Quarantine has given me the time to refocus and organize. I think it has given me some more time to think about what I really want to do past school. It has also given me the time to start reading again. There are so many books that relate to food that I have saved up in my room and now I have no excuse for not reading them. It has also given me the time to watch a lot of cooking demos along with cooking competitions and documentaries. I am trying to put things into perspective to figure out where I’m going next.
Are you exploring any alternative paths in the culinary world?
I’ve started to learn a bit more about foraging, and it’s the perfect time to start. Chef Ken Miller at Toasted Oak has led some foraging trips before, and I’m hoping that once the quarantine is over, we’ll be able to go. Morels are starting to pop up around this time as well, so I’m hoping to find some in the next couple of weeks. It’s crazy to think about all of the edible foods out there that we all just walk past and ignore.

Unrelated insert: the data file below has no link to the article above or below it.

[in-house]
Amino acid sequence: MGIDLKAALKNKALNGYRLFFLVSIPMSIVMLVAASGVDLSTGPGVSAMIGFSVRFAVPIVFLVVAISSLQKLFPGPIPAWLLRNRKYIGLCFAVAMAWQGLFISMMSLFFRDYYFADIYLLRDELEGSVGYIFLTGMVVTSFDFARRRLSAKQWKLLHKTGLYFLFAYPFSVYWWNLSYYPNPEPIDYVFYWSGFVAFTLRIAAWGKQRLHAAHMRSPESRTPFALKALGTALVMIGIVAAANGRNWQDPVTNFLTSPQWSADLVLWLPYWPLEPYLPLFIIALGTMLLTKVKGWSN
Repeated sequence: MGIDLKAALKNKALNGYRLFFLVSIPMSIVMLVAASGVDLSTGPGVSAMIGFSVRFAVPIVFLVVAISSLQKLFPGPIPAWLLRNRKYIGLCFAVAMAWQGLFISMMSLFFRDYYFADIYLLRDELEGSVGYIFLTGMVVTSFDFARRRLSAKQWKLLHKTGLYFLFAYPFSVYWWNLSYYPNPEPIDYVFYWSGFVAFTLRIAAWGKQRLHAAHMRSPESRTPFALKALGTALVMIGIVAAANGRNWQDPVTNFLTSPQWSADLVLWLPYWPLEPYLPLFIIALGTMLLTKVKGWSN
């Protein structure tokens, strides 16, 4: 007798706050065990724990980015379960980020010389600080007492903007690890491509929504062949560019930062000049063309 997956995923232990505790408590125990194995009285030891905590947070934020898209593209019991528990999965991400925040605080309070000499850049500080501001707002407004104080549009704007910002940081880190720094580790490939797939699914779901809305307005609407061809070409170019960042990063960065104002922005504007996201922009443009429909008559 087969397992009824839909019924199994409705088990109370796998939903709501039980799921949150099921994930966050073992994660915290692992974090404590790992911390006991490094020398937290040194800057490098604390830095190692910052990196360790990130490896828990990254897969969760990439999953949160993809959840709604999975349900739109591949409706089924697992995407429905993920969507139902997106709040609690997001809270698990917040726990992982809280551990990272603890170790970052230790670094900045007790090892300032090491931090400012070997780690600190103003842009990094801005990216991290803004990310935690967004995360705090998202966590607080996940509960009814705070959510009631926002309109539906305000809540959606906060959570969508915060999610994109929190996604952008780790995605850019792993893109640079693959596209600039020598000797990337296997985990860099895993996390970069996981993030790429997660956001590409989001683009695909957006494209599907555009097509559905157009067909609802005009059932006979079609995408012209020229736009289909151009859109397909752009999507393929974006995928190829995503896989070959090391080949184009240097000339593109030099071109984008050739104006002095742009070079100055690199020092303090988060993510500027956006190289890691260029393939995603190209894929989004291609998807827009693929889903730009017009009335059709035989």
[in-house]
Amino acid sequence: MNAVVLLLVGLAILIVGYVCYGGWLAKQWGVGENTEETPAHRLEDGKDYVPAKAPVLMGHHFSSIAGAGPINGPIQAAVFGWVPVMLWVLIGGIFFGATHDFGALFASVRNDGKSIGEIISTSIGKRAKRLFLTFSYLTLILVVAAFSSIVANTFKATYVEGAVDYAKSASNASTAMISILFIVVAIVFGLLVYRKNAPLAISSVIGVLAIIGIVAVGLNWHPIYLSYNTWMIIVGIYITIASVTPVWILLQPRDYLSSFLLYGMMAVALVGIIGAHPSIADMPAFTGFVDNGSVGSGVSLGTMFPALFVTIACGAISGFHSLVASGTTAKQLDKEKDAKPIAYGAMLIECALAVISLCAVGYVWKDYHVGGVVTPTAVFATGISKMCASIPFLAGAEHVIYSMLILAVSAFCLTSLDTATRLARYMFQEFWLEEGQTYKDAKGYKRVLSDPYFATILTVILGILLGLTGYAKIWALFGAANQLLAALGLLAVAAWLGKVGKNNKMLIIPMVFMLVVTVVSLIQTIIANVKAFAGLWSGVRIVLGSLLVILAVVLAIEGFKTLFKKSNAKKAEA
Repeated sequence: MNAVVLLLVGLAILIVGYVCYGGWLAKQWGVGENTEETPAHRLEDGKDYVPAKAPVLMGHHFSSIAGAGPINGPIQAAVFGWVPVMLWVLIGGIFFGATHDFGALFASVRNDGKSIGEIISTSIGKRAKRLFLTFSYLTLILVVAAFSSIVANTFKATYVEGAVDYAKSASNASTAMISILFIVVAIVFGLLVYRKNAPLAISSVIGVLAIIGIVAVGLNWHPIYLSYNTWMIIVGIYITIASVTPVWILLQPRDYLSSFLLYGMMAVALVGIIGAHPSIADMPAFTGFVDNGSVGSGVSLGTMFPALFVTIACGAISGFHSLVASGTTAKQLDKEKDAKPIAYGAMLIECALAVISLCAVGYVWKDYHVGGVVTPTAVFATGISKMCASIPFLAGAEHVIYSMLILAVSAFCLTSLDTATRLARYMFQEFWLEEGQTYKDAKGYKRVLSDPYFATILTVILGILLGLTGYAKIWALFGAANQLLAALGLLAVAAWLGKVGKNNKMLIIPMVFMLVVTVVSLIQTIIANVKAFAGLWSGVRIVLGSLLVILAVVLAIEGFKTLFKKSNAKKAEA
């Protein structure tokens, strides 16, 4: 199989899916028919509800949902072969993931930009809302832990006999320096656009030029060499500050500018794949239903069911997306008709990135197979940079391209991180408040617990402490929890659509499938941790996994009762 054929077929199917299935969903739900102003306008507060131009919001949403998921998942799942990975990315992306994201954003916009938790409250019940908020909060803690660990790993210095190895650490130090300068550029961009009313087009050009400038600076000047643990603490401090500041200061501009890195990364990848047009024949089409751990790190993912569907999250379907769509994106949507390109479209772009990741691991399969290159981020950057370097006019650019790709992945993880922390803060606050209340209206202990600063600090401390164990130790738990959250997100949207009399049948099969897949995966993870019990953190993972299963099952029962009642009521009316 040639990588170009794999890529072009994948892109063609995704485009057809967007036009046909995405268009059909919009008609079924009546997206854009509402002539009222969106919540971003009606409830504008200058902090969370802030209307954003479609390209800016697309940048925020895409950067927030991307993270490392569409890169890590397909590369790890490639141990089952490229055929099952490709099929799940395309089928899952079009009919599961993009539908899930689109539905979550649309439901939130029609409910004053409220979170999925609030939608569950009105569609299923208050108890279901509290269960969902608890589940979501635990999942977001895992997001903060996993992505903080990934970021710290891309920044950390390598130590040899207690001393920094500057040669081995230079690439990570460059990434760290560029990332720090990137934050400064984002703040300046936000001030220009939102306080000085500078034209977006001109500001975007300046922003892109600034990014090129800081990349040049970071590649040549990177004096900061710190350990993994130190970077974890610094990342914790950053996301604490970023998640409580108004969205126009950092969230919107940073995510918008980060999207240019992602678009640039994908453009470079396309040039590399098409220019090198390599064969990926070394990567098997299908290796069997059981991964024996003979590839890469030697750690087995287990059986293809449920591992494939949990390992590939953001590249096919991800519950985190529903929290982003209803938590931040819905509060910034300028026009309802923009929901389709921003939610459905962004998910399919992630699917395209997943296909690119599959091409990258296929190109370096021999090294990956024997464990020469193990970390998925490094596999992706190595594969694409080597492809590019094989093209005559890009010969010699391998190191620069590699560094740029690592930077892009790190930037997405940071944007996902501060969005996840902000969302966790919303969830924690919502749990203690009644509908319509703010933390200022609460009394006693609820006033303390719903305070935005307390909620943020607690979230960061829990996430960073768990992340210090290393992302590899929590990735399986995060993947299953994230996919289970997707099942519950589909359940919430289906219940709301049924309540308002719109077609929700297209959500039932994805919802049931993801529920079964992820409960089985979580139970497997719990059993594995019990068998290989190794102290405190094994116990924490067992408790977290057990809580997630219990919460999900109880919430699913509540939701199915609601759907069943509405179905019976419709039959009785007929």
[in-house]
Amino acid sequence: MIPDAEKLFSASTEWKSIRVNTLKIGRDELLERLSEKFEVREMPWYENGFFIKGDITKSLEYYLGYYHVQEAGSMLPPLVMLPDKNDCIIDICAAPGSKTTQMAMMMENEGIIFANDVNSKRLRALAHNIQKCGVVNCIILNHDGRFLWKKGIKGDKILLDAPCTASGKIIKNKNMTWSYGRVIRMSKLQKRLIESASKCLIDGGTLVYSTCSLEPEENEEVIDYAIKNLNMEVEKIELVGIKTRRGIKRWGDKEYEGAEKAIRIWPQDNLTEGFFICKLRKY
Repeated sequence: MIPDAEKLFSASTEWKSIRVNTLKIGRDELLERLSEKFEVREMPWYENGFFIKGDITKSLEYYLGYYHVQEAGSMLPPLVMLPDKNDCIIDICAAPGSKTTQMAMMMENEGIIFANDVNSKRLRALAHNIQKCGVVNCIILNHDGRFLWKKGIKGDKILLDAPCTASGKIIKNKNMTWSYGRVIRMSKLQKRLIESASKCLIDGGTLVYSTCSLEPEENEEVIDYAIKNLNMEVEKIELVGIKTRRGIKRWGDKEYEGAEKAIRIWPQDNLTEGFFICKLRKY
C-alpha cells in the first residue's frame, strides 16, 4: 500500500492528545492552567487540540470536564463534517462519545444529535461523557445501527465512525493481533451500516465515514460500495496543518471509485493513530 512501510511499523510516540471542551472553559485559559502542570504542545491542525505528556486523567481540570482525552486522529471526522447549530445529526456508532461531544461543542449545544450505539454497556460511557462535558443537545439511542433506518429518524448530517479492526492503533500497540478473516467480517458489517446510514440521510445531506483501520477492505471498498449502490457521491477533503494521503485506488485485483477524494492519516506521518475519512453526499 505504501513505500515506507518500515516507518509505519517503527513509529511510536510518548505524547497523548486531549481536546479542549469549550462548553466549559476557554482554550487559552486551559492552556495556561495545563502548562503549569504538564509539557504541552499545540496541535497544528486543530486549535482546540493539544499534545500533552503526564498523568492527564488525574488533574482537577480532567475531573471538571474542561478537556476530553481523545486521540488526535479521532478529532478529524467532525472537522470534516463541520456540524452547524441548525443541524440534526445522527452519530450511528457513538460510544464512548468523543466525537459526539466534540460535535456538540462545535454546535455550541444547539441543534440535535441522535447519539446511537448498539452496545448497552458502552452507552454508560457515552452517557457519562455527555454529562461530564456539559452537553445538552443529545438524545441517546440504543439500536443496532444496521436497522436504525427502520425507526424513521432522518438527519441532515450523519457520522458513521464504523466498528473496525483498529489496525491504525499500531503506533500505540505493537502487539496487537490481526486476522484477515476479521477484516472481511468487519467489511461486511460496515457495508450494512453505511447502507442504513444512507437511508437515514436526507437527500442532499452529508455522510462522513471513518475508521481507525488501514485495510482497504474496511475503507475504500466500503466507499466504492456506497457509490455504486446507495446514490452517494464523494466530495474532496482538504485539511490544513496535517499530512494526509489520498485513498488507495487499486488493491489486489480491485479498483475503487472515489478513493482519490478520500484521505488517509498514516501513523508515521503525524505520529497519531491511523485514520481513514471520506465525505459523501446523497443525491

The restaurant and chef community is very resilient; what gives you hope that we will bounce back?
I think in this time of uncertainty, the community of chefs both around me and online have all come together to support their employees and inspire other cooks around them. The moment we all found out that we were going to be laid off, both of my bosses (from the club and restaurant) reached out to me and now check up on us all periodically to make sure we’re doing well. I hope this experience reminds all the cooks out there that in a good kitchen, your bosses care about you past service. And for those of us who don’t feel that relationship, perhaps it’s better to find a tighter-knit team. I know that this experience has left everyone eager to get back into the kitchen, so I’m hoping that at any time in the future we feel burnt out or tired, we’ll all remember going stir-crazy from quarantine and be thankful that we have this opportunity to come and cook again.